xi's moments
Home | Society

Border police officers put their knowledge to work

By Tian Xuefei in Mohe, Heilongjiang and Zhou Huiying in Harbin | China Daily | Updated: 2017-06-06 07:11

Officers from the Beiji border police station patrol using a horse-drawn sleigh on the frozen Heilong River, which defines the border of China and Russia, to prevent tourists and local fishermen from crossing by mistake. Chu Fuchao / For China Daily

The Beiji border police station in Heilongjiang province - China's northernmost police station - was honored as a model unit by the State Council and the Central Military Commission in May.

Fourteen border officers patrol the area, helping residents and a growing number of tourists who visit its scenic attractions.

Zhang Chunmao, a 26-year-old border officer, has been at the Beiji police station for two and a half years.

"I came from a northern city, Hulunbuir, but it's much colder here than my hometown," Zhang said. "We have the longest border of all the border police stations in Heilongjiang and we have heavy border management tasks."

At the end of 2015, when he heard that a map detailing the condition of residents in Beiji would be updated, he got an idea.

"The original maps were all two-dimensional, and I wondered whether it would be more interesting visually to make a 3-Done," Zhang said.

Majoring in urban planning in college, Zhang was familiar with computers and applied his skills. To make the map accurate, he walked through all the streets in Beiji and took more than 500 photos. He also visited every family in the village.

"I could only sketch and put the information into the computer after work," Zhang said. "I quite often stayed up all night."

After several months of hard work, the first 3-D map of Beiji was put into service and is now continuously updated. On this map it's easy to identify terrain features, traffic, houses and information about residents.

"My next goal is to make a map of the whole jurisdiction of our station," Zhang said.

The station covers three villages - Beiji, Luoguhe and Beihong - that are scattered over an area of 2,380 square kilometers. They have a combined population of 3,457 and a 173 km border with Russia that's delineated by the Heilong River.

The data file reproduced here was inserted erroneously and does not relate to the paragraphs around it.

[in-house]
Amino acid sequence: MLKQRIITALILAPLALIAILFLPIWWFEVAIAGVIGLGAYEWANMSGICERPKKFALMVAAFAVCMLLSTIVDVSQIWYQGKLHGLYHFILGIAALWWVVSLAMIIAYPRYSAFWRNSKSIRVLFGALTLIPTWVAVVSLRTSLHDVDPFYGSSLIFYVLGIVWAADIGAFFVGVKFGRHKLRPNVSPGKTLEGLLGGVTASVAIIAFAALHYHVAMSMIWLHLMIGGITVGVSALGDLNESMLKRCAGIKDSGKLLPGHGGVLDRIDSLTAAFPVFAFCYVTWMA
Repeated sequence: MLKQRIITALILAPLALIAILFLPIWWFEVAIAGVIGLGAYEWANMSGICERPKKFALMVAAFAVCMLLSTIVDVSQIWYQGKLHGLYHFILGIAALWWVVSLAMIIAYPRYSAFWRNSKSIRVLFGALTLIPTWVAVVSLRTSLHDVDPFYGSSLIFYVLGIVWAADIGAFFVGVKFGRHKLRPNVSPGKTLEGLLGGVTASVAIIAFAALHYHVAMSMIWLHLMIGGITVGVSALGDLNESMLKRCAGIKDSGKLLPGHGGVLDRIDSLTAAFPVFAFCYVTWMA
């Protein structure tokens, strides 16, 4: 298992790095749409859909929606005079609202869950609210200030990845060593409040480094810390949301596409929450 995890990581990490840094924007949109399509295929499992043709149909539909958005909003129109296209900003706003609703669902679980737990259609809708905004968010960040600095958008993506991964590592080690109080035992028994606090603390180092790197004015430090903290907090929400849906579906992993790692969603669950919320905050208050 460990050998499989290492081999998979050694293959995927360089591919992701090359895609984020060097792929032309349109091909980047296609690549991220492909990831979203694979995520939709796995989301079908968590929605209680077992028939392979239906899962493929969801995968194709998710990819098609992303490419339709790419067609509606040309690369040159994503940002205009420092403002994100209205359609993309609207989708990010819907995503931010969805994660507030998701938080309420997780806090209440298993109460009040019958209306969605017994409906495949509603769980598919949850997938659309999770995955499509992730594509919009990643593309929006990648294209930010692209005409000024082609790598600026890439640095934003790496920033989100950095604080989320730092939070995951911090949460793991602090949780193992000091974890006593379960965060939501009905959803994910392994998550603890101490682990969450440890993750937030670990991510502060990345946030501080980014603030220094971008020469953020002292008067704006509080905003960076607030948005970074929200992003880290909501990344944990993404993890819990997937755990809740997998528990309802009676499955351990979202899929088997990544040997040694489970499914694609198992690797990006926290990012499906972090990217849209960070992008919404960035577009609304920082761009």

Zhang Zhan, another officer who is 28, fell in love with Beiji after becoming an officer one year ago.

"People here are kindhearted and hospitable," he said. "And what makes me feel quite proud is that they trust me completely."

Besides ensuring the safety of residents, he uses his knowledge of civil engineering to help them renovate their houses.

In recent years, the village has attracted more tourists, and Zhang has provided lots of effective suggestions to increase villagers' incomes.

"I ran a small convenience store that didn't earn much," said resident Tang Yan. "Sometimes I had to go fishing to support my family.

"When Zhang Zhan learned that my grandmother is Russian, he advised me to enlarge my store and sell Russian goods."

The change brought Tang additional income of 10,000 yuan ($1,460) a year, which makes a big difference for a family with two young children.

"The boom in tourism has greatly motivated the villagers," Zhang said. "They often talked with me about the current popular souvenirs and we discussed how to develop our own souvenirs to earn more money."

His wish is to turn Beihong into a brand to welcome the sprouting tourism industry.

Global Edition
Copyright 1995 - . All rights reserved. The content (including but not limited to text, photo, multimedia information, etc) published in this site belongs to China Daily Information Co (CDIC). Without written authorization from CDIC, such content shall not be republished or used in any form. Note: Browsers with 1024*768 or higher resolution are suggested for this site.
License for publishing multimedia online 0108263

Registration Number: 130349